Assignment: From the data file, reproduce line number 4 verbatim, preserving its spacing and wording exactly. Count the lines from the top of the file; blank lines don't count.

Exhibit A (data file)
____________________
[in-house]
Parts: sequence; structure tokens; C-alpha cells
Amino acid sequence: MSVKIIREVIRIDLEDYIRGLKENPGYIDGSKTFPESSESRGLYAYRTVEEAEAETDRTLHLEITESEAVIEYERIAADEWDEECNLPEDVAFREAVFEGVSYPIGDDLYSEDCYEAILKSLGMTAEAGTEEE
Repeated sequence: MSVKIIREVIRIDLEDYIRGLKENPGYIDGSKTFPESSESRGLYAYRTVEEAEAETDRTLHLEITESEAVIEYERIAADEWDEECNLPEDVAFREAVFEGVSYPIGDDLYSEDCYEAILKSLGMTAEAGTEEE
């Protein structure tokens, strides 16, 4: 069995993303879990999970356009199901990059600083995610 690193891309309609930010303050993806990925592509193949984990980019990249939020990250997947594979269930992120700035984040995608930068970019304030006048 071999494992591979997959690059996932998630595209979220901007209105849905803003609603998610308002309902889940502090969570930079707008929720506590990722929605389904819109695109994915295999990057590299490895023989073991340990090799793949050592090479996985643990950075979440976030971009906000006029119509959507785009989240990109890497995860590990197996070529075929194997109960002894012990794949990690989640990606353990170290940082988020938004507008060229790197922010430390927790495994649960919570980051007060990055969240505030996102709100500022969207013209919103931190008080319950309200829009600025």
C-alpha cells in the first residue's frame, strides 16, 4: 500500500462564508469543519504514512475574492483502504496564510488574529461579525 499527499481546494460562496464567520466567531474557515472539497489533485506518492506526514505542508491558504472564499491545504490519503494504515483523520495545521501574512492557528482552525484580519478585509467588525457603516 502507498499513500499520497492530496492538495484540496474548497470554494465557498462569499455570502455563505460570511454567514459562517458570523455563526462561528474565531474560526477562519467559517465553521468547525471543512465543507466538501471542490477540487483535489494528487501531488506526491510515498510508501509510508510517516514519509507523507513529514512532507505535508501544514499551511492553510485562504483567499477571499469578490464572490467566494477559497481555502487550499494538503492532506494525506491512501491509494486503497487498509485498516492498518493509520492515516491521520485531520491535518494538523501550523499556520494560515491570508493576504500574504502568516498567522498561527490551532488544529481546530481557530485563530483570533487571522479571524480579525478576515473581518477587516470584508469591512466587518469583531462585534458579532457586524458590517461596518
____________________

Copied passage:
Repeated sequence: MSVKIIREVIRIDLEDYIRGLKENPGYIDGSKTFPESSESRGLYAYRTVEEAEAETDRTLHLEITESEAVIEYERIAADEWDEECNLPEDVAFREAVFEGVSYPIGDDLYSEDCYEAILKSLGMTAEAGTEEE